Trader Joe’s entrepreneurial journey: how to turn your products into emotional goods.
By Mathilde B.
— Apr 23, 2019
Trader Joe’s is not for everyone. Actually, part of their strategy is not to be for everyone.
Trader Joe’s is a mystery: no ads on TV, no insane amounts invested in public relations, yet fan pages open and with them calls to open or “drop anchor” in other cities. Unlike many companies who love to tell the epic story of their meteoric rise in books – which are also selling very well – Trader Joe’s remains humble and doesn’t advertise. Strange combination therefore: a company proud of its friendliness while keeping its distances.
If a fictional pitch was made at the time saying, “We won’t have branded items, we won’t accept coupons, we won’t have a loyalty card, or inset in the Sunday newspaper, there will be no self-checkout, wide aisles or large car parks, nor social networks. So, do you still want to invest?” We are supposed to think, “What an absurd enterprise! “. And yet, this chain of stores is ranked among the top 100 US companies to work at and the sales estimates per square meter are incredibly high. We will discover why.
At the very beginning, there was really a Joe behind Trader Joe’s – Joe Coulombe. He opened the first store in 1967, in Pasadena, California, on the theme of the South Seas: beach tchotchkes, Hawaiian shirts, calling the employees “captains” or “crew members”. In 1979, Coulombe sold the channel to one of Albrecht’s Aldi brothers. Theo Albrecht died in 2010, but Trader Joe’s remains notoriously shy. It is also a private company: no appeals of results with investment analysts; no public proclamation of any kind, about how it works.
It’s likely you’ve never been to Trader Joe’s, maybe you’ve never heard of it. That’s normal, there are 450 stores in the United States. Big chains like Kroger and Albertson have more than 2,000, Walmart sells products in more than 4,000 stores. The grocery industry is known for its low profit margins, high levels of competition and, more recently, for an even bigger problem: for the first time in its history, American consumers are spending more on restaurants and bars than in grocery stores. Trader Joe’s seems to be countering this downward trend. As we said, Trader Joe’s doesn’t just have customers; it has fans. Many say, “I do not come to Trader Joe’s with a pre-established shopping list, it’s not a chore.” What kind of grocery store has such a public? Perhaps an audience as passionate as employees whose priority is to maximize customer interactions. The motto that has been given is to engage the conversation, to be talkative if necessary but especially empathic. In the aisles it’s the human first, but also at the checkout where a real maritime bell sounds when a customer needs a precise answer. Trader Joe’s is definitely low-tech: no self-service lanes, no drive, no loyalty program, and no data collection of any kind. In today’s business world it is a heresy.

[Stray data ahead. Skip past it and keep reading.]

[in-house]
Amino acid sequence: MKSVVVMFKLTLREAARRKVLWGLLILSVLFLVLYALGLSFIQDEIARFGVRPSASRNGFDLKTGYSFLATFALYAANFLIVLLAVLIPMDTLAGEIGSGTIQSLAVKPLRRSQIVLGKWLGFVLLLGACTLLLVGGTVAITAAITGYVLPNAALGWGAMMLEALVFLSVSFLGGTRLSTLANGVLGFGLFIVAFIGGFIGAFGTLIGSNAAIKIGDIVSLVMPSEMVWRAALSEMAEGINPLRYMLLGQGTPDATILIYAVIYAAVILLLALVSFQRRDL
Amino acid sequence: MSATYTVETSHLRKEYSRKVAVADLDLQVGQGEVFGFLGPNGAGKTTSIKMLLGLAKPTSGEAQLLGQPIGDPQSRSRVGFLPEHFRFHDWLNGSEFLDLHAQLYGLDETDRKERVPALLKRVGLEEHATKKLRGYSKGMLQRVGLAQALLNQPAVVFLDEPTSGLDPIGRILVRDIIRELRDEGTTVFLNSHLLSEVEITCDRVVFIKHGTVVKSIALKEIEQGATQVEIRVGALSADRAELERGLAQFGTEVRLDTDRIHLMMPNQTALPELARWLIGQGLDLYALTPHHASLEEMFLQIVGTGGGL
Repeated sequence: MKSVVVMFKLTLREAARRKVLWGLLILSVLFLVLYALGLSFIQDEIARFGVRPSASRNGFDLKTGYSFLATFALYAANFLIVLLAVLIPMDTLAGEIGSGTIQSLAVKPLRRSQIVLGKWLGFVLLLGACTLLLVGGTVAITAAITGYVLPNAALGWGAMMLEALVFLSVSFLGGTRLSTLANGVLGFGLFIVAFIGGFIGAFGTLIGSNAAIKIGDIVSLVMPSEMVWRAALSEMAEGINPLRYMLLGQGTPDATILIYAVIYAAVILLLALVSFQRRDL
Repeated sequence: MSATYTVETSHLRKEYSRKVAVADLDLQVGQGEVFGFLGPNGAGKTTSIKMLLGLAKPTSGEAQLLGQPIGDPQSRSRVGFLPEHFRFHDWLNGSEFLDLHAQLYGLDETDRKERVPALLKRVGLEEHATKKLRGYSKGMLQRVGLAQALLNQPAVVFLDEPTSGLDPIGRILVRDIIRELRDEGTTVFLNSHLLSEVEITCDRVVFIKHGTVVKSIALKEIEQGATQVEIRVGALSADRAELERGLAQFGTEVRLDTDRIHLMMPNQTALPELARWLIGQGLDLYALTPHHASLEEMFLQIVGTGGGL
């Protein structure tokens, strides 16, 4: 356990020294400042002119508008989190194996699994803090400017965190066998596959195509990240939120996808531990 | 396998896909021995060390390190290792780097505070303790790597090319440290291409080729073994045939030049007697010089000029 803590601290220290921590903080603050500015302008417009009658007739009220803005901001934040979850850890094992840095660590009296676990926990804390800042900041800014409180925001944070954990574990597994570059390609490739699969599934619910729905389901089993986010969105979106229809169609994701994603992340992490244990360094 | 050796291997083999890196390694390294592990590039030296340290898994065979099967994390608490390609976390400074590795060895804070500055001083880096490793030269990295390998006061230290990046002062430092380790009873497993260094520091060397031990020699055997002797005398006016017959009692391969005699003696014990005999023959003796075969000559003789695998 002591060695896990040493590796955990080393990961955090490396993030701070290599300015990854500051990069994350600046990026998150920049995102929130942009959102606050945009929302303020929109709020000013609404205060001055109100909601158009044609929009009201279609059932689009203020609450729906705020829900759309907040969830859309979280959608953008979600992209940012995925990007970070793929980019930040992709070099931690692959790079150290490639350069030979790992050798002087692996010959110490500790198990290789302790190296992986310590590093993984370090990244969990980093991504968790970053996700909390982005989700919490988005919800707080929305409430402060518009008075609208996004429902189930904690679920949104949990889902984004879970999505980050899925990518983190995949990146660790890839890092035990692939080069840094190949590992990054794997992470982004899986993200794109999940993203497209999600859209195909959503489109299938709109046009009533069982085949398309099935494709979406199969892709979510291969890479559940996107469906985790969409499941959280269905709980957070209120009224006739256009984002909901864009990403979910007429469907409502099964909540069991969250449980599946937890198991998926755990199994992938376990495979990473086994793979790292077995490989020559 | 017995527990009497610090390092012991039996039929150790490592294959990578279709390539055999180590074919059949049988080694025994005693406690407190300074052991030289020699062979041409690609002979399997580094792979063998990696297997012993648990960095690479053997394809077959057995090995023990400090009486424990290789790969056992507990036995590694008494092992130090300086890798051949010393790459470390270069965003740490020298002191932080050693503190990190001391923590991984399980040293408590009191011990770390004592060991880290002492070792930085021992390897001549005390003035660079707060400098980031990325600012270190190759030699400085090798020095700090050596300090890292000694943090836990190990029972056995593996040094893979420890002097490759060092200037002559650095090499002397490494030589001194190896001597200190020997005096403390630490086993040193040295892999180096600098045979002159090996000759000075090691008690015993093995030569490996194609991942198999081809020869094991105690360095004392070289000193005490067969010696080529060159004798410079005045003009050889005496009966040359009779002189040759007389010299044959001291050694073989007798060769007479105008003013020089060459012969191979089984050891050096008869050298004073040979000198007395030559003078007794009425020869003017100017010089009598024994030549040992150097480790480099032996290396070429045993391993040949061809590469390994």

Almost everything Trader Joe does, other than trading food for cash, is unorthodox for a modern grocery store. There is a lot to say: products, of course; their local and DIY aesthetics, including hand-made murals; and most importantly, the economy of their business model. Employees are paid well above the standards with $ 50,000 a year for “crew members” and $ 100,000 for “captains”, enough to make them pleasant to customers. It is also a company that sells its products at prices 32% cheaper than its direct competitors like Safeway, Target and Whole Foods but manages to capitalize $ 2,000 per square meter… Whole Foods? $1,200. Walmart? $600. We will try to evoke analysis and social psychology to answer the question: but what is their secret? They very exactly understood that they were selling emotional goods: a mix of healthy food, exotic adventure and hedonism. The Instagram accounts are colored as well as the spirits: “Here, chocolate almonds with sea salt and turbined sugar! Turbine sugar – also called natural brown sugar … But it’s still: sugar. Saying that you only add “sugar” to your almonds already coated with chocolate doesn’t seem very healthy. But “turbined sugar”? Intriguing! Maybe even … sophisticated! Trader Joe’s seems to understand what all marketing includes, especially real estate agents: adjectives are inexpensive and often useful, especially when the virtues are limited. A “charming” house is often, in fact, a small house. Trader Joe’s puts a lot of effort into identifying, sourcing and producing food that its customers love; but they also pay a lot of attention to the design of the packaging and its description. Their marketing director is called Director of Words & Phrases & Clauses.